Devon Energy (NYSE:DVN) alerted investors in mid-September that Hurricane Harvey had drenched the company's operations in the Eagle Ford Shale in south Texas. Because of that, production from the region would be about 15,000 barrels of oil equivalent per day (BOE/D) less than anticipated. That would have a meaningful impact on its oil output since crude represents about two-thirds this production.

That said, while the storm did cause oil production to come in below the low-end of Devon's initial guidance range, earnings still blew past analysts' expectations because the company had some of the best drilling results in its history.

An oil pump with large rocks in the foreground.

Image source: Devon Energy.

Drilling down into the numbers

Metric

Q3 2017

Guidance or Expectations

Difference

Oil production

233,000 barrels per day

234,000 to 244,000 barrels per day

-2.5%

Core earnings per share

$0.46

$0.38

21%

Data source: Devon Energy.

While crude output came in below its guidance range and fell versus last quarter's rate of 238,000 barrels per day, that was entirely due to the impact of Harvey. If we adjust for the storm, total production would have exceeded the mid-point of the company's guidance range by 6,000 (BOE/D). Fueling that impressive result was 50 high-rate wells that Devon drilled in places like Oklahoma and New Mexico, which on average delivered an initial 30-day rate of more than 2,100 BOE/D.

To put that performance in perspective, rival shale driller Whiting Petroleum (NYSE:WLL) completed 58 wells in the Niobrara Shale of Colorado during the quarter, pushing its production from the region up to 11,750 BOE/D. While that was 78% above the second quarter, it implied that Whiting's wells achieved initial production rates of just a few hundred BOE/D. Devon's ability to get more out of its newest wells enables it to earn better returns and grow quicker than Whiting. 

The robust results from Devon's latest wells, when combined with its ability to continue putting downward pressure on costs, helped the company deliver expectation-smashing earnings in the quarter. Overall, the company cut nearly $10 million from its lease operating expenses versus the second quarter and is on pace to reduce costs by an annualized $1.4 billion by year-end.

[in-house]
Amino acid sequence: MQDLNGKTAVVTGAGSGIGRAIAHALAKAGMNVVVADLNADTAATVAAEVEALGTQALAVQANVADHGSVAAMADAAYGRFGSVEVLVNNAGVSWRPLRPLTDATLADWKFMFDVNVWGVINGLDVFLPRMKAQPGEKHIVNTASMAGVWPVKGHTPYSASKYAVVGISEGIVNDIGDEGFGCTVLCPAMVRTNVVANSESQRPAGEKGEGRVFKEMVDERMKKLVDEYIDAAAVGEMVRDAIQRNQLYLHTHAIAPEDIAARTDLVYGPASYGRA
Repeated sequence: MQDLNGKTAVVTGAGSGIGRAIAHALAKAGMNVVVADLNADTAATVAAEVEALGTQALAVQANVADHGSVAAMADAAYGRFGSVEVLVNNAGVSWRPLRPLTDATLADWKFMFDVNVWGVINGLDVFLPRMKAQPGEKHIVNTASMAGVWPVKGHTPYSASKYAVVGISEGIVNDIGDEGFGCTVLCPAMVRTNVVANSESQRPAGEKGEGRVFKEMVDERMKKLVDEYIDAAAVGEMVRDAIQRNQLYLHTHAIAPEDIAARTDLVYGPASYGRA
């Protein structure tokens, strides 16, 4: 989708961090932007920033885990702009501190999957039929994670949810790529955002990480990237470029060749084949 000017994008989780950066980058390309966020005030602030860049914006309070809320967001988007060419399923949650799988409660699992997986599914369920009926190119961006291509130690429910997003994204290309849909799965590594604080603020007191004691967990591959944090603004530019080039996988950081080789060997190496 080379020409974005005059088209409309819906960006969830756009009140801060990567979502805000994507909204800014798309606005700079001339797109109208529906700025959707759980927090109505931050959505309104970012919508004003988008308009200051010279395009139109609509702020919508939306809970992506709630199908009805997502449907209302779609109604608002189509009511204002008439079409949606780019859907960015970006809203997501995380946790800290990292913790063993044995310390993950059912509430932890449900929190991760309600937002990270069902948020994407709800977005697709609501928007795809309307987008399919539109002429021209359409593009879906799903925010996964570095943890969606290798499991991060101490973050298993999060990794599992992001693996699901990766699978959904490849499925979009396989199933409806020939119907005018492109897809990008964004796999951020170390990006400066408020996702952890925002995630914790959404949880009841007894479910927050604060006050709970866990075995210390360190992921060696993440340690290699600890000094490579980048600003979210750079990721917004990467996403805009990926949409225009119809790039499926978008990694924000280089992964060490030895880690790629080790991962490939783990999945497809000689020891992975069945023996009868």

That helped Devon generate an impressive $776 million in operating cash flow during the quarter, giving it enough money to fully fund capital expenses with plenty to spare. Because of that, and a small non-core asset sale, the company added $400 million to its cash balance during the quarter, boosting it to $2.8 billion. That's $800 million ahead of where it was at the start of the year thanks in part to a 96% year-to-date improvement in cash flow.

A drilling rig in a green field.

Image source: Getty Images.

A look at what lies ahead

Devon expects to end the year producing 20% more oil than it did at the end of 2016. That would put it right about at the mid-point of its guidance range that output would rise 18% to 23% by year-end, and well above its initial expectations for a 13% to 17% increase. Further, the company can achieve that growth while spending 12% less money than the mid-point of its $2 billion to $2.1 billion budget.

That momentum positions the company to continue growing at a brisk pace, especially when combined with its healthy cash balance and the fact it has hedges in place for 40% of its production in the first half of next year, which locks in a significant portion of anticipated cash flow. While the company has yet to crystallize its 2018 plan, it's initial thought is that it will spend between $2 billion and $2.5 billion next year. That money should fuel more than 30% production growth out of the company's Delaware Basin and STACK plays in 2018, though the aim of the plan isn't to grow production but returns.

A well-oiled machine

Devon Energy's third-quarter results show that the company can thrive in the current operating environment, even when facing an unexpected headwind from Hurricane Harvey. Because of that, the company has the wind at its back as it heads into 2018, where it expects to continue growing production and cash flow at a brisk pace. That could help reverse the slump in Devon's stock, which is down 18% this year even though crude has only fallen 3% and its operations are firing on all cylinders.

Matthew DiLallo has no position in any of the stocks mentioned. The Motley Fool has no position in any of the stocks mentioned. The Motley Fool has a disclosure policy.